SEOUL, (Xinhua) -- Hyundai Motor, South Korea's largest car maker, saw its first-quarter operating profit decline to the lowest in more than four years due to the local currency's ascent to emerging market currencies, a regulatory filing showed Thursday.
Operating profit tumbled 18.1 percent from a year earlier to 1. 59 trillion won (1.47 billion U.S. dollars) in the three months ending March 31.
The profit missed market forecast of about 1.66 trillion won, marking the lowest since the fourth quarter of 2010 when it recorded 1.24 trillion won.
Revenue retreated 3.3 percent from a year earlier to 20.94 trillion won in the first quarter, and net income fell 2.2 percent to 1.98 trillion won during the quarter.
Hyundai's global auto sales posted 1,182,834 units in the first quarter, down 3.6 percent from a year earlier.
Domestic car sales dipped 3.7 percent to 154,802 vehicles in the first quarter, with auto sales in overseas markets sliding 3.6 percent to 1,028,032 units.
The lackluster profits came as the South Korean currency appreciated to emerging market currencies, especially to the European single currency and the Russian ruble, leading to a fall in profits earned from overseas car sales.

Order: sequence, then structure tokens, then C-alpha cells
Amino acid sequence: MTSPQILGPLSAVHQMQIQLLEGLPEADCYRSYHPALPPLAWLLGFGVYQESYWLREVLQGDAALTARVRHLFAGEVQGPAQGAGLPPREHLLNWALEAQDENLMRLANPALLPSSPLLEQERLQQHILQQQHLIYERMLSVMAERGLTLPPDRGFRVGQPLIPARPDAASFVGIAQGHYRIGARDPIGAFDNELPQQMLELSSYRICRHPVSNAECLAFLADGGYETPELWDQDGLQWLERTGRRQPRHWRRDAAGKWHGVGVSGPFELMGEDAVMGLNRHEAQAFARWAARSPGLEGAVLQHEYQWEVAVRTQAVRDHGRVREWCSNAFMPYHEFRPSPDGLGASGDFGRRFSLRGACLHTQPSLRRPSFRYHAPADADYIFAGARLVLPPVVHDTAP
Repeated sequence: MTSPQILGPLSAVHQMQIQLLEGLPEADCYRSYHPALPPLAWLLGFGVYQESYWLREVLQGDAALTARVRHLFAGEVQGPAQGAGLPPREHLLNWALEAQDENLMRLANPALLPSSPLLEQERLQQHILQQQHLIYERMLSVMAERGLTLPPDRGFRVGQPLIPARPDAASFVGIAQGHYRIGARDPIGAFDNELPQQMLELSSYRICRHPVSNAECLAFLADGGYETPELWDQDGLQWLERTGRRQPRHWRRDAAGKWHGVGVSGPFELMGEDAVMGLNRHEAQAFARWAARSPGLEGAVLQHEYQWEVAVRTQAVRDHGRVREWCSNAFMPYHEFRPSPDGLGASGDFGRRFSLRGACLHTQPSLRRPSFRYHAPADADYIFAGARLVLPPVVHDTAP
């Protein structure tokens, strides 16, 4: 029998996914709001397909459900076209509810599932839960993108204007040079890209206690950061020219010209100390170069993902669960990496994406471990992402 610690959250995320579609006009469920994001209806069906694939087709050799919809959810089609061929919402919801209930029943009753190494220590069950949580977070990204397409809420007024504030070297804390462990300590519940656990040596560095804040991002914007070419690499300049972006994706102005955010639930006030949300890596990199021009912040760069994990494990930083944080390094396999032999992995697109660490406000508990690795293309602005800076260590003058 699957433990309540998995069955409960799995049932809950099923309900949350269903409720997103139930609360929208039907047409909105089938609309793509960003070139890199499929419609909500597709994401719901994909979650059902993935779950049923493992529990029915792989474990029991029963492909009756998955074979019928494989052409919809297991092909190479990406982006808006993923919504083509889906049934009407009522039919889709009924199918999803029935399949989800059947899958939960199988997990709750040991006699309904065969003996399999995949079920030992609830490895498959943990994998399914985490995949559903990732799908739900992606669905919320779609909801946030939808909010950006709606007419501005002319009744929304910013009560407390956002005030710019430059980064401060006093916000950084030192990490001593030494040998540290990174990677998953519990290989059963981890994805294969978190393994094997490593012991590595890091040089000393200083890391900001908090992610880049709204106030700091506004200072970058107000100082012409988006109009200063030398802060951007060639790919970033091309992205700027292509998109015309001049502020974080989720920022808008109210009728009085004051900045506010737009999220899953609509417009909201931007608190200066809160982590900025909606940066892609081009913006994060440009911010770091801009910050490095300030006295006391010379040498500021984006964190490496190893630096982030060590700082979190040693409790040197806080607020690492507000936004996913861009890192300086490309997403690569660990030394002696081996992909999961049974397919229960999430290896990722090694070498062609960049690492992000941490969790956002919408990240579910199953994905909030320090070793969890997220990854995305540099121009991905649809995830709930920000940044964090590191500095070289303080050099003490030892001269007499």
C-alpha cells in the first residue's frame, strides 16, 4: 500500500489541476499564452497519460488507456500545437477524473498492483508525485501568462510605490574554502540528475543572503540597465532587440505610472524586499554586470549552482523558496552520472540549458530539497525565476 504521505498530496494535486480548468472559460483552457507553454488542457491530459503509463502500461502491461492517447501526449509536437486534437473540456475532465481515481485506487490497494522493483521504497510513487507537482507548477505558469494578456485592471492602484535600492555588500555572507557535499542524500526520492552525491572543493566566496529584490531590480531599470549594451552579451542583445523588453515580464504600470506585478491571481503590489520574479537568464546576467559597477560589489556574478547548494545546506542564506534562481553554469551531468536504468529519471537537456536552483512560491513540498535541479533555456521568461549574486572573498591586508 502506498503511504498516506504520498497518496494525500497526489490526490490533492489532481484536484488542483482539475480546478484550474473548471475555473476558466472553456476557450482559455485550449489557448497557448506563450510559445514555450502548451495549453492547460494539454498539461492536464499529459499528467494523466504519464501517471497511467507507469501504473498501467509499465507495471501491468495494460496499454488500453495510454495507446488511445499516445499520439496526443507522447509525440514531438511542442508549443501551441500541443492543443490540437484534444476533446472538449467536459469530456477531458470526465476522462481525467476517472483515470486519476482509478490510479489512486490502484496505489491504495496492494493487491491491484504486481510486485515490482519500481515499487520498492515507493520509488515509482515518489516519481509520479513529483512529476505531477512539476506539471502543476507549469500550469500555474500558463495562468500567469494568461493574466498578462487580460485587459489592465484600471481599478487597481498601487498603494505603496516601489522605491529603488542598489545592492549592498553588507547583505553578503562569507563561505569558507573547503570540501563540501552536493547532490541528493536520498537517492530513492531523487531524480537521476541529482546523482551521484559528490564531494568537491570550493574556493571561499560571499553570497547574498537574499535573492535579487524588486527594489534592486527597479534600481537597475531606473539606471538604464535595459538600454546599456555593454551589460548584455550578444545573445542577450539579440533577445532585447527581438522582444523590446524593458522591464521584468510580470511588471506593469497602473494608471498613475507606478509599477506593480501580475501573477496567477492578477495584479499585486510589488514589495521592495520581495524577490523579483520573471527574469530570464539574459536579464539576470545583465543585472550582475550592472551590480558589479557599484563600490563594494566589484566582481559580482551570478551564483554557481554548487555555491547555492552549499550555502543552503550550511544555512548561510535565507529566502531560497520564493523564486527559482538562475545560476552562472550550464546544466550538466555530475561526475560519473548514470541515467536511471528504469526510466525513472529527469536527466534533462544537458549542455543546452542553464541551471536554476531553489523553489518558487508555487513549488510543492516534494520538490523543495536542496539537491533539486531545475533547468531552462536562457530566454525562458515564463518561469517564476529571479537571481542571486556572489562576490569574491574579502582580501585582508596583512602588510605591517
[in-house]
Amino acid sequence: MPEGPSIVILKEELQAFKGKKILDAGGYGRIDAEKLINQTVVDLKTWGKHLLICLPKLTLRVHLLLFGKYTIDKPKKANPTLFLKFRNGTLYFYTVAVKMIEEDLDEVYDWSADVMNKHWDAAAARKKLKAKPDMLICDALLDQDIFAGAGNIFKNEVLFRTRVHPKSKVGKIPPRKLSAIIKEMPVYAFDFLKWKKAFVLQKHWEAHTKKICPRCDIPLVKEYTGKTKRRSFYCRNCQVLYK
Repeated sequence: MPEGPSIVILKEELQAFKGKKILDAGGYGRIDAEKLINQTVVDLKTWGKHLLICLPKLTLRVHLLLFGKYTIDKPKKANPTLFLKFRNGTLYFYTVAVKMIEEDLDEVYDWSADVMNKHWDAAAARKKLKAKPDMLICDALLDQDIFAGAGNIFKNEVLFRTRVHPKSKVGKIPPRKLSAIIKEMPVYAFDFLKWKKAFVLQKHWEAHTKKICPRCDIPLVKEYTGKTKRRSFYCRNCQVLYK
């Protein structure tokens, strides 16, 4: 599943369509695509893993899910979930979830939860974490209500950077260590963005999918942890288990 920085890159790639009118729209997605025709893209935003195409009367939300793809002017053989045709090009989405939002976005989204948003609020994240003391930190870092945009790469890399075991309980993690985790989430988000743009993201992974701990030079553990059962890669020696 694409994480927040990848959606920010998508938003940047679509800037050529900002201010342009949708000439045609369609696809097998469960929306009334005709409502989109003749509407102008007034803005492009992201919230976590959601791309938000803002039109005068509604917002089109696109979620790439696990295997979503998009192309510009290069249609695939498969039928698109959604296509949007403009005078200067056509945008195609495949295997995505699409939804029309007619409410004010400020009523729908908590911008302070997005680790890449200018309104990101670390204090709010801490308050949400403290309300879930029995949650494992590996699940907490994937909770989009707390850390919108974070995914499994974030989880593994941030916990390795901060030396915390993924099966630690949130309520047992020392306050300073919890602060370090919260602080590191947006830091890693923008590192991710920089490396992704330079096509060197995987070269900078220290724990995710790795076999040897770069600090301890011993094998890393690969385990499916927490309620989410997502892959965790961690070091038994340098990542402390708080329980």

The local currency depreciated slightly to the U.S. dollar in the first quarter.
A rise in fixed costs was brought on by the lower rate of operating capacity, hampering the profit after excluding production costs.
By region, factories in the United States saw revenue fall 5.2 percent in the first quarter, with sales in China sliding 8.1 percent. The figure in Russia tumbled 41.2 percent on sharp fall in ruble, but sales in Turkey grew 27.7 percent.
The company expected the profit to rebound in the second quarter given positive factors, including the expected rise in operating capacity, auto sales growth in advanced economies and the scheduled launch of new models.
Meanwhile, the company said it is actively reviewing the construction of its second factory in the United States as car demand there is expected to increase from 16.8 million this year to 17.5 million two years later.
Due to the limited manufacturing capacity in the U.S., Hyundai would depend more on cars produced in South Korean factories this year, the company said.